Jealousy claims man's life
BY LINDELL JOHN KAY
Sunday, February 4, 2018
Super Bowl Sunday is supposed to be a time for sports fans, family and friends to gather together for the big game, but a Rocky Mount family will be remembering their loved one who was gunned down a year ago tonight.
Orlando “Ted” Flowers Sr. watched Super Bowl LI at a friend's house on Arlington Street. After the New England Patriots defeated the Atlanta Falcons in overtime, Ted finished his beer and left. He didn't get far.
The city's shot-spotter equipment activated at 10:30 p.m. and officers were dispatched to the area. They found Ted in the driver's seat of his car. The car door was open; Ted was riddled with bullets.
A bullet had entered and exited Ted's chest. Four other bullets had ripped through his lower body, shattering his pelvis and tearing apart his intestines and other organs.
Ted died in the ambulance on the way to Nash UNC Health Care. After several attempts at revival, emergency department doctors pronounced him dead at 11:21 p.m.
I spoke with Ted's sister Rosalind Bullock a week ago. Ted was 11 months older than her. She said they were close, like a left and right hand.
“He was no angel,” Rosalind told me.
Ted had convictions in the early 1990s for serious assault and having a firearm. He served his time many years ago and put that part of his life behind him. He was a technician at Cummins Rocky Mount Engine Plant at the time of his death.
“He was an all-around good guy,” Rosalind said. “Ted was always helping. Everyone loved him.”
Love may have gotten Ted killed. Detectives quickly developed the ex-boyfriend of Ted's girlfriend as a suspect. The three had known each other for years and a love triangle developed between them.
“My brother was killed by an ex-boyfriend who couldn't take the rejection of his ex-girlfriend,” Rosalind said.
Ted and the ex-boyfriend had a history of violent encounters: The ex-boyfriend shot at Ted on Drew Street in September 2016, got into a fight with Ted at a nightclub in November 2016 and rammed his vehicle in December 2016. Shot at him. Assaulted him. Crashed into him.
The ex-boyfriend runs with a documented gang affiliate, who came up together in the Howell Street neighborhood. They were convicted of stealing $4,000 in electronics, gaming equipment and jewelry from a Harrison Road home in 2009. They lived together on Tillery Street last year. I tried to reach them there last week, but no one answered the door. I left a note on a business card, but hadn't heard from either of them by presstime.
The ex-boyfriend had access to two vehicles last year. The gang-affiliate friend had two vehicles accessible to him at that time. But the night of the shooting, the ex-boyfriend borrowed a vehicle. Detectives believe the duo borrowed a vehicle instead of using one of the four vehicles they had access to so they would be less conspicuous in the Arlington Street neighborhood the night Ted died.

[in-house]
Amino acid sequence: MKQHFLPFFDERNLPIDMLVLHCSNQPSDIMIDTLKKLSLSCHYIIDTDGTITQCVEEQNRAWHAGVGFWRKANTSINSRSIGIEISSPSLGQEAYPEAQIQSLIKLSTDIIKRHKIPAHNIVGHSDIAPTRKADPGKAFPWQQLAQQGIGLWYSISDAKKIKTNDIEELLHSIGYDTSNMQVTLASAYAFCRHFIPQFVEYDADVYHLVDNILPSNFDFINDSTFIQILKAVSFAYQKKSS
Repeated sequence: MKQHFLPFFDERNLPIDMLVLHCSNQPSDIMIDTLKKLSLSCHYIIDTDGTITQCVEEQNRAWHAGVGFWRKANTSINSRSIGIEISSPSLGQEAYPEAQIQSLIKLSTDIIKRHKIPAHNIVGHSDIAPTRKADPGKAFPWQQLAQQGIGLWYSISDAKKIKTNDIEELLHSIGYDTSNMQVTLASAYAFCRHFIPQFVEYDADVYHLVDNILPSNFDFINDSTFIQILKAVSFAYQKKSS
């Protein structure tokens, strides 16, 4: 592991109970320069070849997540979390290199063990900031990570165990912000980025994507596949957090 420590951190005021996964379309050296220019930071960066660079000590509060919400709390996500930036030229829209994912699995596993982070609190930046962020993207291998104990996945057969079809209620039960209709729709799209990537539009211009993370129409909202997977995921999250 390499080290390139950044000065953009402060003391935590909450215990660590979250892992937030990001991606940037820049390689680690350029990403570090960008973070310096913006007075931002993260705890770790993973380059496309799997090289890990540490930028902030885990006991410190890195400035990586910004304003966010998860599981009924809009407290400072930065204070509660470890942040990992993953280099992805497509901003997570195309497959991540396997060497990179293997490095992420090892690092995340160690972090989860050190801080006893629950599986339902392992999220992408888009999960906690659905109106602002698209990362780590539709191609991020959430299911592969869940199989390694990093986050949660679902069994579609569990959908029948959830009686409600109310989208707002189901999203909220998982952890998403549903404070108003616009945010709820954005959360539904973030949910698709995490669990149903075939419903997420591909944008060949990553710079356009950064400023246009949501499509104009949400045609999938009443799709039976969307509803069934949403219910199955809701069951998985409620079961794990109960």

Three days before the shooting, Ted's girlfriend sent the ex-boyfriend a text message telling him she didn't want anything else to do with him.
It's not the first time I've seen text messages play a part in a murder case. A few years back I covered the trial of a Camp Lejeune Marine convicted of killing his girlfriend. She was going to leave him and he couldn't take it. So while they were eating dinner in a restaurant, he was texting his buddy to ask about a gun and lay out plans on how to kill her.
When the time come, her roommate got in the way and died, too. The Marine received two life sentences. I looked him up the other day. Since his incarceration in 2007, he's had 14 infractions including gang involvement, lock tampering, participating in a riot, possessing a weapon, committing a sex act and causing flooding. A real bad apple.
He was first in a wave of Camp Lejeune Marines killing their girlfriends, wives or mistresses. The most publicized of those crimes would happen in December 2007 when pregnant 20-year-old Lance Cpl. Maria Lauterbach disappeared. I remember thinking she had probably just run off to California. I was naive back then.
We'll pick up Maria's story next time. Meanwhile, if you know anything about Ted's death, contact law enforcement or Twin County Crime Stoppers at 252-977-1111.
Rosalind said she lights a candle for her brother every day.
“I love my brother so much; I miss him so much,” Rosalind said. “I just want this to end.”